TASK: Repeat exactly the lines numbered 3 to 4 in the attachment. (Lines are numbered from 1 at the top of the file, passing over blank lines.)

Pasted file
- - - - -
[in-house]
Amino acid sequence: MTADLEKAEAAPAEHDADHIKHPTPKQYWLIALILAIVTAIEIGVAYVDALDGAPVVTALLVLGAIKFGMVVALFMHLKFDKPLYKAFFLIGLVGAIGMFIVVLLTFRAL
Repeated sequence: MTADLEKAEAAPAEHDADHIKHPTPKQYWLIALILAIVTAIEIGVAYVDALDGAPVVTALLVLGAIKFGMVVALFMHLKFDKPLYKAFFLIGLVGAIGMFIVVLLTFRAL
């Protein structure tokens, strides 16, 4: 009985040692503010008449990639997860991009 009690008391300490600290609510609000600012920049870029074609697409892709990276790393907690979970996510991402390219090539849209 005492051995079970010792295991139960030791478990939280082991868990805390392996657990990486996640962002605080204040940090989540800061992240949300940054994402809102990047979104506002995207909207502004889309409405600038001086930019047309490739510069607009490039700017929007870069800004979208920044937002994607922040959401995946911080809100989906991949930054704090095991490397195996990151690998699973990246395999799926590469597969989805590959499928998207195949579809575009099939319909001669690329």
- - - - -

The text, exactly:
Repeated sequence: MTADLEKAEAAPAEHDADHIKHPTPKQYWLIALILAIVTAIEIGVAYVDALDGAPVVTALLVLGAIKFGMVVALFMHLKFDKPLYKAFFLIGLVGAIGMFIVVLLTFRAL
């Protein structure tokens, strides 16, 4: 009985040692503010008449990639997860991009 009690008391300490600290609510609000600012920049870029074609697409892709990276790393907690979970996510991402390219090539849209 005492051995079970010792295991139960030791478990939280082991868990805390392996657990990486996640962002605080204040940090989540800061992240949300940054994402809102990047979104506002995207909207502004889309409405600038001086930019047309490739510069607009490039700017929007870069800004979208920044937002994607922040959401995946911080809100989906991949930054704090095991490397195996990151690998699973990246395999799926590469597969989805590959499928998207195949579809575009099939319909001669690329």